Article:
Why do we need a block chain with hash pointers in addition to having Scrooge sign each block? This ensures the append‐only property. If Scrooge tries to add or remove a transaction to the history, or change an existing transaction, it will affect all of the following blocks because of the hash pointers. As long as someone is monitoring the latest hash pointer published by Scrooge, the change will be obvious and easy to catch. In a system where Scrooge signed blocks individually, you’d have to keep track of every single signature Scrooge ever issued. A block chain makes it very easy for any two individuals to verify that they have observed the exact same history of transactions signed by Scrooge.
In ScroogeCoin, there are two kinds of transactions. The first kind is CreateCoins, which is just like the operation Goofy could do in GoofyCoin that makes a new coin. With ScroogeCoin, we’ll extend the semantics a bit to allow multiple coins to be created in one transaction.
Figure 1.12 CreateCoins transaction. This CreateCoins transaction creates multiple coins. Each coin has a serial number within the transaction. Each coin also has a value; it’s worth a certain number of scroogecoins. Finally, each coin has a recipient, which is a public key that gets the coin when it’s created. So CreateCoins creates a bunch of new coins with different values and assigns them to people as initial owners. We refer to coins by CoinIDs. A CoinID is a combination of a transaction ID and the coin’s serial number within that transaction.
A CreateCoins transaction is always valid by definition if it is signed by Scrooge. We won’t worry about when Scrooge is entitled to create coins or how many, just like we didn’t worry in GoofyCoin about how Goofy is chosen as the entity allowed to create coins.
The second kind of transaction is PayCoins. It consumes some coins, that is, destroys them, and creates new coins of the same total value. The new coins might belong to different people (public keys). This transaction has to be signed by everyone who’s paying in a coin. So if you’re the owner of one of the coins that’s going to be consumed in this transaction, then you need to digitally sign the transaction to say that you’re really okay with spending this coin.
The rules of ScroogeCoin say that PayCoins transaction is valid if four things are true:
- The consumed coins are valid, that is, they really were created in previous
- The consumed coins were not already consumed in some previous That is, that this is not a double‐spend.
- The total value of the coins that come out of this transaction is equal to the total value of the coins that went That is, only Scrooge can create new value.
- The transaction is validly signed by the owners of all of the consumed
If all of those conditions are met, then this PayCoins transaction is valid and Scrooge will accept it. He’ll write it into the history by appending it to the block chain, after which everyone can see that this transaction has happened. It is only at this point that the participants can accept that the transaction has actually occurred. Until it is published, it might be preempted by a douple‐spending transaction even if it is otherwise valid by the first three conditions.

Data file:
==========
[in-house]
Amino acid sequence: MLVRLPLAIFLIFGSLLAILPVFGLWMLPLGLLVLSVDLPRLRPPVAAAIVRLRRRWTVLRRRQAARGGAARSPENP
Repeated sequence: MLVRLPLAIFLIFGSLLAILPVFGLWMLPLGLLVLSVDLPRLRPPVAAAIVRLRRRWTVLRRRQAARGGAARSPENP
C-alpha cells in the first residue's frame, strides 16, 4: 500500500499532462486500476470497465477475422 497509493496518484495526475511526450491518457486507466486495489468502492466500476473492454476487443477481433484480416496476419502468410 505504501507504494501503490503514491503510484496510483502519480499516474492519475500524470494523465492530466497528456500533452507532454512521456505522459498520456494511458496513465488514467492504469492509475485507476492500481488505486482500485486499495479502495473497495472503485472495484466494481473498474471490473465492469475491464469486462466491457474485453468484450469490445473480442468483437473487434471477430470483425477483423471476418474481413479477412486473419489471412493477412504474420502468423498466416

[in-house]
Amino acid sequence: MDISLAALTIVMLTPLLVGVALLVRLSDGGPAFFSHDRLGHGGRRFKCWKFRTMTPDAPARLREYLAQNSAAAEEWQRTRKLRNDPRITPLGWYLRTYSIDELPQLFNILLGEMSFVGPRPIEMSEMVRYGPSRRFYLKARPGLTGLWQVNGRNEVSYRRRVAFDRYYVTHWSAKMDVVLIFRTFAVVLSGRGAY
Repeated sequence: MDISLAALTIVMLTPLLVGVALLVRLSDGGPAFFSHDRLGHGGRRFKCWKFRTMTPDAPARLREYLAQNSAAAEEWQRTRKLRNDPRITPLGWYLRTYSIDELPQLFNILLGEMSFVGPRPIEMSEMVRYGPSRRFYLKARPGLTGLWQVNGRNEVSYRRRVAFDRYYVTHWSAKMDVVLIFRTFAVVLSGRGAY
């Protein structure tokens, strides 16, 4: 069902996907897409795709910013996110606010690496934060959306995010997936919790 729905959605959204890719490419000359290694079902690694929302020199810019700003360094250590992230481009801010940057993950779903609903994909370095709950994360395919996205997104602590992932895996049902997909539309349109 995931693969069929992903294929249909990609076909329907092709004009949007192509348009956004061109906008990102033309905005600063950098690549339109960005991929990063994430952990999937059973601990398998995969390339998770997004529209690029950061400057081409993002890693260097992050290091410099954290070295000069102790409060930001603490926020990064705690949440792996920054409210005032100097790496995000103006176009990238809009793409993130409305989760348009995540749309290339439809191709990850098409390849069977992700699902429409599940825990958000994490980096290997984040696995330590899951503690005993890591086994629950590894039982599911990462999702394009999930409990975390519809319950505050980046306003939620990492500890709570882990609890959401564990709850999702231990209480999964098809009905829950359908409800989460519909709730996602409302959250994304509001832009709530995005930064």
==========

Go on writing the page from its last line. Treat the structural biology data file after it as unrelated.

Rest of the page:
Coins in this system are immutable — they are never changed, subdivided, or combined. Each coin is created, once, in one transaction and later consumed in some other transaction. But we can get the same effect as being able to subdivide or combine coins by using transactions. For example, to subdivide a coin, Alice create a new transaction that consumes that one coin, and then produces two new coins of the same total value. Those two new coins could be assigned back to her. So although coins are immutable in this system, it has all the flexibility of a system that didn’t have immutable coins.
Now, we come to the core problem with ScroogeCoin. ScroogeCoin will work in the sense that people can see which coins are valid. It prevents double‐spending, because everyone can look into the block chain and see that all of the transactions are valid and that every coin is consumed only once. But the problem is Scrooge — he has too much influence. He can’t create fake transactions, because he can’t forge other people’s signatures. But he could stop endorsing transactions from some users, denying them service and making their coins unspendable. If Scrooge is greedy (as his cartoon namesake suggests) he could refuse to publish transactions unless they transfer some mandated transaction fee to him. Scrooge can also of course create as many new coins for himself as he wants. Or Scrooge could get bored of the whole system and stop updating the block chain completely.
The problem here is centralization. Although Scrooge is happy with this system, we, as users of it, might not be. While ScroogeCoin may seem like an unrealistic proposal, much of the early research on cryptosystems assumed there would indeed be some central trusted authority, typically referred to as a bank. After all, most real‐world currencies do have a trusted issuer (typically a government mint) responsible for creating currency and determining which notes are valid. However, cryptocurrencies with a central authority largely failed to take off in practice. There are many reasons for this, but in hindsight it appears that it’s difficult to get people to accept a cryptocurrency with a centralized authority.
Therefore, the central technical challenge that we need to solve in order to improve on ScroogeCoin and create a workable system is: can we descroogify the system? That is, can we get rid of that centralized Scrooge figure? Can we have a cryptocurrency that operates like ScroogeCoin in many ways, but doesn’t have any central trusted authority?
To do that, we need to figure out how all users can agree upon a single published block chain as the history of which transactions have happened. They must all agree on which transactions are valid, and which transactions have actually occurred. They also need to be able to assign IDs to things in a decentralized way. Finally, the minting of new coins needs to be controlled in a decentralized way. If we can solve all of those problems, then we can build a currency that would be like ScroogeCoin but without a centralized party. In fact, this would be a system very much like Bitcoin.